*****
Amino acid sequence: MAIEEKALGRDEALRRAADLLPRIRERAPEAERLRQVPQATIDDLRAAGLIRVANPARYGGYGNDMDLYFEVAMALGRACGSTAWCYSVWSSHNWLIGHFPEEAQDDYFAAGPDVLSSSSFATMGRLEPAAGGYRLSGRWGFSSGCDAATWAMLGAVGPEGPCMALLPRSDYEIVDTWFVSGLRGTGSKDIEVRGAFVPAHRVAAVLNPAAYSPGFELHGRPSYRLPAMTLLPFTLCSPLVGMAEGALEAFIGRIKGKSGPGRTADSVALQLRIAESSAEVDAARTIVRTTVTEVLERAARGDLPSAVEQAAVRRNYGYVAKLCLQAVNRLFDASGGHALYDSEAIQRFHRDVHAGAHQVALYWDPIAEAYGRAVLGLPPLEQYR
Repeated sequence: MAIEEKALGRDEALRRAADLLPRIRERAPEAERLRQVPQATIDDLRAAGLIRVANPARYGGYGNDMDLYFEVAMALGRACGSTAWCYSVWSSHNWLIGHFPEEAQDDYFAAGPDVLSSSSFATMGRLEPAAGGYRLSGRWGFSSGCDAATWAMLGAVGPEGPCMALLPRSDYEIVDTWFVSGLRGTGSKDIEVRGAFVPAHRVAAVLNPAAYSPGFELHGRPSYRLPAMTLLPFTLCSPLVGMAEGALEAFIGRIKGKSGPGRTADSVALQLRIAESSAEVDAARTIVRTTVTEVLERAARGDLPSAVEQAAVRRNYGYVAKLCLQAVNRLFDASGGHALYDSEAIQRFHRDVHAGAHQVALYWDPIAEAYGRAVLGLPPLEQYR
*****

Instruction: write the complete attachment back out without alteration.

Amino acid sequence: MAIEEKALGRDEALRRAADLLPRIRERAPEAERLRQVPQATIDDLRAAGLIRVANPARYGGYGNDMDLYFEVAMALGRACGSTAWCYSVWSSHNWLIGHFPEEAQDDYFAAGPDVLSSSSFATMGRLEPAAGGYRLSGRWGFSSGCDAATWAMLGAVGPEGPCMALLPRSDYEIVDTWFVSGLRGTGSKDIEVRGAFVPAHRVAAVLNPAAYSPGFELHGRPSYRLPAMTLLPFTLCSPLVGMAEGALEAFIGRIKGKSGPGRTADSVALQLRIAESSAEVDAARTIVRTTVTEVLERAARGDLPSAVEQAAVRRNYGYVAKLCLQAVNRLFDASGGHALYDSEAIQRFHRDVHAGAHQVALYWDPIAEAYGRAVLGLPPLEQYR
Repeated sequence: MAIEEKALGRDEALRRAADLLPRIRERAPEAERLRQVPQATIDDLRAAGLIRVANPARYGGYGNDMDLYFEVAMALGRACGSTAWCYSVWSSHNWLIGHFPEEAQDDYFAAGPDVLSSSSFATMGRLEPAAGGYRLSGRWGFSSGCDAATWAMLGAVGPEGPCMALLPRSDYEIVDTWFVSGLRGTGSKDIEVRGAFVPAHRVAAVLNPAAYSPGFELHGRPSYRLPAMTLLPFTLCSPLVGMAEGALEAFIGRIKGKSGPGRTADSVALQLRIAESSAEVDAARTIVRTTVTEVLERAARGDLPSAVEQAAVRRNYGYVAKLCLQAVNRLFDASGGHALYDSEAIQRFHRDVHAGAHQVALYWDPIAEAYGRAVLGLPPLEQYR